Already previewed earlier this year alongside a new messaging app called Allo, Duo will roll out over the next few days.
Google (goog) seems to be making a play for simplicity here. Duo users identify themselves via their phone numbers, and Google claims their calls will keep going when they switch between cellular networks and Wi-Fi connections.
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“Video calls connect quickly and work well even on slower networks,” the company wrote in a blog post.
“Call quality adjusts to changing network conditions to keep you connected—when bandwidth is limited, Duo will gracefully reduce the resolution to keep the call going smoothly.”
Interestingly, a feature called “Knock Knock” lets the call recipient see live video of the person who’s calling, before they choose to answer (or not).
Google said all the calls over Duo are encrypted end-to-end. This already sets the app apart from Google’s established Hangouts service, which also provides a degree of encryption but not enough to stop calls being tapped. End-to-end encryption makes it impossible for even Google to intercept the contents of communications.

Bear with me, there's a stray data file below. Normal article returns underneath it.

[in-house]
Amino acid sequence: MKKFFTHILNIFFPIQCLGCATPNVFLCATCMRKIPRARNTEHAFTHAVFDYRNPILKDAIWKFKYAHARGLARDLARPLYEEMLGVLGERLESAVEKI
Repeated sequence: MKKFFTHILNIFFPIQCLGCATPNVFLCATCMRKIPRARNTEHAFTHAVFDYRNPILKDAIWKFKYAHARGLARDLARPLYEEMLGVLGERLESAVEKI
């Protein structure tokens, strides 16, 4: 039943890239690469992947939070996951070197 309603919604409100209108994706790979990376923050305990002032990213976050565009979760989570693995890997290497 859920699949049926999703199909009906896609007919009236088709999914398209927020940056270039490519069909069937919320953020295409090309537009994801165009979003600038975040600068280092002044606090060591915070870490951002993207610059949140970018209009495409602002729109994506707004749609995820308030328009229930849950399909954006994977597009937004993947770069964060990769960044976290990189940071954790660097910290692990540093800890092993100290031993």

Allo will also have end-to-end encryption as a feature, but it won’t be enabled by default, a fact that has irked privacy advocates.
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Will Duo be attractive for consumers? Hangouts was more of a hit in the enterprise, apparently, so Google isn’t risking a huge amount of cannibalization. Apple’s Facetime is a clear competitor, but that service doesn’t work on Android, which limits it a great deal. That leaves the really big competitors being Facebook Messenger, Microsoft’s (msft) Skype and soon Facebook’s WhatsApp, too.
Whether it’s successful or not, though, it’s clear that Google is trying to go down the Facebook path of breaking up its apps into distinct use cases, rather than trying to bundle everything up in one package.
Duo doesn’t do text chat, it doesn’t do group calls, and it doesn’t include silly filters. It basically just does one thing, and everything rides on it doing that one thing well.